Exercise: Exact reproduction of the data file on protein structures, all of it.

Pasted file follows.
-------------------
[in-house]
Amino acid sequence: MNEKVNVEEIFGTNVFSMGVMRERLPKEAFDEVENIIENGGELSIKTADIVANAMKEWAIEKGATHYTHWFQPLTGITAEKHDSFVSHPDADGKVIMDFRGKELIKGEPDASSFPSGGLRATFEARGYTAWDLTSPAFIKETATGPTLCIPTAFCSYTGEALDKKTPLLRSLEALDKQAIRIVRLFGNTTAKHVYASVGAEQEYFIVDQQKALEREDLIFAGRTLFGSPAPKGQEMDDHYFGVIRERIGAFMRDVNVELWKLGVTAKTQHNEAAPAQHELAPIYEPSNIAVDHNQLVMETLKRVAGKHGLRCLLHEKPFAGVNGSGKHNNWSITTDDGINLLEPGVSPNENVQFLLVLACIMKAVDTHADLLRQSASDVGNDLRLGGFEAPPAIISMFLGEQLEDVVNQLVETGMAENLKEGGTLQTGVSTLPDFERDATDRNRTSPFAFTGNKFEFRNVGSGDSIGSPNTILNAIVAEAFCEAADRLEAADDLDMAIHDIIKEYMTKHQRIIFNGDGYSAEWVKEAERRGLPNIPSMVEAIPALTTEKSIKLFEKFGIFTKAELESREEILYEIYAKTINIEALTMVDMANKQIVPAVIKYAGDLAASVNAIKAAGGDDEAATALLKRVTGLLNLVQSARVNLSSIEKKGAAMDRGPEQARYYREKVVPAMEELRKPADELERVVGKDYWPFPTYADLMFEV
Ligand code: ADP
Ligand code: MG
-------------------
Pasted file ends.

[in-house]
Amino acid sequence: MNEKVNVEEIFGTNVFSMGVMRERLPKEAFDEVENIIENGGELSIKTADIVANAMKEWAIEKGATHYTHWFQPLTGITAEKHDSFVSHPDADGKVIMDFRGKELIKGEPDASSFPSGGLRATFEARGYTAWDLTSPAFIKETATGPTLCIPTAFCSYTGEALDKKTPLLRSLEALDKQAIRIVRLFGNTTAKHVYASVGAEQEYFIVDQQKALEREDLIFAGRTLFGSPAPKGQEMDDHYFGVIRERIGAFMRDVNVELWKLGVTAKTQHNEAAPAQHELAPIYEPSNIAVDHNQLVMETLKRVAGKHGLRCLLHEKPFAGVNGSGKHNNWSITTDDGINLLEPGVSPNENVQFLLVLACIMKAVDTHADLLRQSASDVGNDLRLGGFEAPPAIISMFLGEQLEDVVNQLVETGMAENLKEGGTLQTGVSTLPDFERDATDRNRTSPFAFTGNKFEFRNVGSGDSIGSPNTILNAIVAEAFCEAADRLEAADDLDMAIHDIIKEYMTKHQRIIFNGDGYSAEWVKEAERRGLPNIPSMVEAIPALTTEKSIKLFEKFGIFTKAELESREEILYEIYAKTINIEALTMVDMANKQIVPAVIKYAGDLAASVNAIKAAGGDDEAATALLKRVTGLLNLVQSARVNLSSIEKKGAAMDRGPEQARYYREKVVPAMEELRKPADELERVVGKDYWPFPTYADLMFEV
Ligand code: ADP
Ligand code: MG